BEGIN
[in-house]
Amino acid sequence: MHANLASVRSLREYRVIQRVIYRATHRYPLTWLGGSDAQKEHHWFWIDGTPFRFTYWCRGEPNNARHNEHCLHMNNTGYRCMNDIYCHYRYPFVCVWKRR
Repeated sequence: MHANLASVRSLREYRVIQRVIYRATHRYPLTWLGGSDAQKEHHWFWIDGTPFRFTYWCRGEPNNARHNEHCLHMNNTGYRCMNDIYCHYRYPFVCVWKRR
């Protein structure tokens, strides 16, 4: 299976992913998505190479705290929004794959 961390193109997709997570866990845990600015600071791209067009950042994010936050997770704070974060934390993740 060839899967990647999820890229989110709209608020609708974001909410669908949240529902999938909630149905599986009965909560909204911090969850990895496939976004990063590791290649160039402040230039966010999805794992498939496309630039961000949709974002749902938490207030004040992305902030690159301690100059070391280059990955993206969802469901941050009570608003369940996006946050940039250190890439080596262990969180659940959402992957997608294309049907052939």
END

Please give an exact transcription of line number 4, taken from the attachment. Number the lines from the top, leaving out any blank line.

């Protein structure tokens, strides 16, 4: 299976992913998505190479705290929004794959 961390193109997709997570866990845990600015600071791209067009950042994010936050997770704070974060934390993740 060839899967990647999820890229989110709209608020609708974001909410669908949240529902999938909630149905599986009965909560909204911090969850990895496939976004990063590791290649160039402040230039966010999805794992498939496309630039961000949709974002749902938490207030004040992305902030690159301690100059070391280059990955993206969802469901941050009570608003369940996006946050940039250190890439080596262990969180659940959402992957997608294309049907052939």